Home Lifestyle Hristo Borisov, Co-Founder and CEO of Payhawk: “The challenge for the banking sector is not just to pay, but to provide a broader range of services”

Hristo Borisov, Co-Founder and CEO of Payhawk: “The challenge for the banking sector is not just to pay, but to provide a broader range of services”

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This past March, Payhawk became the first rhino in Bulgaria as it closed a $100 million seed round. Founded in 2018, the fintech company offers a business expense management solution and, using these funds, intends to continue its expansion. Payhawk has opened its offices In Paris and Amsterdam in March and more recently in New York. An interview with co-founder Hristo Borisov.

Tell us about your story and how the idea for Payhawk came about…

Christo Borisov: I co-founded Payhawk in 2018 with Konstantin Dzhiguzov and Boyko Karadgov with the goal of streamlining the work of corporate finance teams. To achieve this, we have designed a comprehensive expense management solution. With our tools, businesses can automate manual processes and save time on value-added tasks.

We act as a financial partner in serving companies as such and do everything so that our clients do not waste time on administrative management in order to focus more on more strategic activities.

Many FinTech companies have grown in Europe in recent years… How do you differentiate yourself?

HB: The challenge for the banking sector is not to limit itself to payment, but to provide a broader range of services – in particular to manage and verify expenses or even monitor the balance sheet.

In organizations, CFOs (Chief Financial Officers) often find themselves compiling cash receipts. This task is very time consuming, and expensive for companies, so we wanted to digitize it. This is all the more important if we realize that all the 30-somethings and upcoming young talents have been born with technology.

Thus the demand for simplified technology solutions is increasing and we are responding to it as “tech expert” rather than “fintech”. In other words, as a software publisher in its own right, not a bank in its own right.

I would say that what distinguishes us from our competitors is above all the fact that we are interested in the largest companies. The complexity of running these large structures makes it more difficult to deploy our software suite. Their payment methods have not undergone any major change and the technological challenge is significant.

Finally, the customer experience is very important to us and is one of the conditions for differentiating ourselves and generating our own demand.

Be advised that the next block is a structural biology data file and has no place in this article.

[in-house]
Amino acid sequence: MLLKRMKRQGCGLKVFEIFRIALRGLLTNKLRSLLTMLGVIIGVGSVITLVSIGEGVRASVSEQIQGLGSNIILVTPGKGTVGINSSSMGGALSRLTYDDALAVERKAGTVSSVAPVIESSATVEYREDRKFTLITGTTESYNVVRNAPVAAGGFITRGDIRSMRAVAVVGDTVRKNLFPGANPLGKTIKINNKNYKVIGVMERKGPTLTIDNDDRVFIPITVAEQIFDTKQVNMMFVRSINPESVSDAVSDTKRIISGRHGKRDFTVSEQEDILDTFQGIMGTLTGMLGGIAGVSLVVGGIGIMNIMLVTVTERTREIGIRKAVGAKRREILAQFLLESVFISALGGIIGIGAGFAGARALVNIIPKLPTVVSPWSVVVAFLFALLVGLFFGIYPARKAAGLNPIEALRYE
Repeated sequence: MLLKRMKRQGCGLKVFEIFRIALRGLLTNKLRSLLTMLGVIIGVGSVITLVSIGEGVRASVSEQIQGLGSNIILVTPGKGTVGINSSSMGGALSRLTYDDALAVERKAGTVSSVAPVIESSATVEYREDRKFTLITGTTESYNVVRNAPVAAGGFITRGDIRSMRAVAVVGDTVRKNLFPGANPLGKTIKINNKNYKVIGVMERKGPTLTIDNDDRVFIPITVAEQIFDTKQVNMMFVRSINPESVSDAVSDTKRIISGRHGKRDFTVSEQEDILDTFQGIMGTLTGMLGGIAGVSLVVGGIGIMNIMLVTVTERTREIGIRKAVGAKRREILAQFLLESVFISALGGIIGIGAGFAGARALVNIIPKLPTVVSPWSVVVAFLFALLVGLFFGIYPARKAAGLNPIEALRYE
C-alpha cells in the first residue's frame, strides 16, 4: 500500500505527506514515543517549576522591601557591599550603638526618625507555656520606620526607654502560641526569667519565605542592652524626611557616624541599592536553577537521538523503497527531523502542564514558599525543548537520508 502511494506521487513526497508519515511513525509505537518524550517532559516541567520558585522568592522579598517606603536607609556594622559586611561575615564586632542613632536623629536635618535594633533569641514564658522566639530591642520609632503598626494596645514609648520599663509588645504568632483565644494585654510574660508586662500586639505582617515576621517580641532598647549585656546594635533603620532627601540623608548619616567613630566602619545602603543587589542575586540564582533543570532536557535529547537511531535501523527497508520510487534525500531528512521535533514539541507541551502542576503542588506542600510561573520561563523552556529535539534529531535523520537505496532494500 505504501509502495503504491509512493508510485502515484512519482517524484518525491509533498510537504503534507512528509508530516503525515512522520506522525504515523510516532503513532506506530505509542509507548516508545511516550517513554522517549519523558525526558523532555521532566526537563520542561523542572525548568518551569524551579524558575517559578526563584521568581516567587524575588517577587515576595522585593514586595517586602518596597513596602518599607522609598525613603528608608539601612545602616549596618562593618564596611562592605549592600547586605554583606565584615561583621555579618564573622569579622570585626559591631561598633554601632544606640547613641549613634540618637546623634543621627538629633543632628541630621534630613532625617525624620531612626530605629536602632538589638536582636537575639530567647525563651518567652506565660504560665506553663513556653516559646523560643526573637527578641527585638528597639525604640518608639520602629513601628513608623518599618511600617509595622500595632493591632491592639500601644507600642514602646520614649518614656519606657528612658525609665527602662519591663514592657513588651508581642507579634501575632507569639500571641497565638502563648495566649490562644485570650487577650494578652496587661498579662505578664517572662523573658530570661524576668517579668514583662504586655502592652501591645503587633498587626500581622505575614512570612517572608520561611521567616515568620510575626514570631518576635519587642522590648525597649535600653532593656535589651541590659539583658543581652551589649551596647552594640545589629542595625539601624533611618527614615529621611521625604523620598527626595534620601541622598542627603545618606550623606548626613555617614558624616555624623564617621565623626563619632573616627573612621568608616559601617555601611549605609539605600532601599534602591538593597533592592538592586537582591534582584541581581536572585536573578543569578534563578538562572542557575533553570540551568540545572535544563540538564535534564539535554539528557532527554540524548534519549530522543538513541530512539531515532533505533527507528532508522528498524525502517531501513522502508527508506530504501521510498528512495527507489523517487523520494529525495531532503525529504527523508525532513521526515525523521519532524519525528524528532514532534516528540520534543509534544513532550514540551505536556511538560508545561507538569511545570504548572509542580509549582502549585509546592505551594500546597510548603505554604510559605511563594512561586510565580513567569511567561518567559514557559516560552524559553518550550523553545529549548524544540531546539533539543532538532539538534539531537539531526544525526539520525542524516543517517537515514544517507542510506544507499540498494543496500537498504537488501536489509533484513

How do you make sure the level of customer experience is the same everywhere you set up shop?

HB: We cover 32 countries with very strong local leadership. Regardless of the region, we face identical issues in terms of our ability to integrate into the local market, and our decentralization strategy is essential here to ensure the independence of our teams in the field. Every time we open an office in a new area, we assign a dedicated commercial manager to manage the designated team and adapt our activity to local characteristics.

To achieve this, we have several banking partners so that we can provide appropriate services: for example, in the United Kingdom and the United States, we introduced a “credit” card offer (note: in Europe there is only a “debit” card directly linked to funds in Bank account).

In France, customers pay particular attention to the interoperability of their systems. In any case, we target companies with an international reach that require the solutions offered to be fully integrated with their internal software.

Are cultural and organizational characteristics an obstacle to establishing yourself in certain regions?

HB: To better establish ourselves in a new country, we always partner with local recruiters who understand the market. It also provides us with legal support, even if the compliance issues are often the same, regardless of location.

I would say that the most complex piece of legislation to understand for our sector remains US law. Obtaining a ‘bank passport’ remains easier in Europe and I am excited to see many more banking services appearing in the European market every day.

We are in the process of applying for approval from the ACPR (Prudential Oversight and Resolution Authority) but this is only one step. The most important thing is to ensure the continuity of our customers’ activities, always ensuring that they save money.

Do you have an ecosystem similar to French technology in Bulgaria? What does this mean for a Bulgarian startup that intends to grow and expand rapidly?

HB: The technology ecosystem in Bulgaria has grown significantly in recent years, and about sixty funds are now investing in projects like ours. Romania is also in turmoil on this topic, and the emergence of money on a large scale has been made possible, among other things, by the emergence of a European strategy to provide massive support for innovation.

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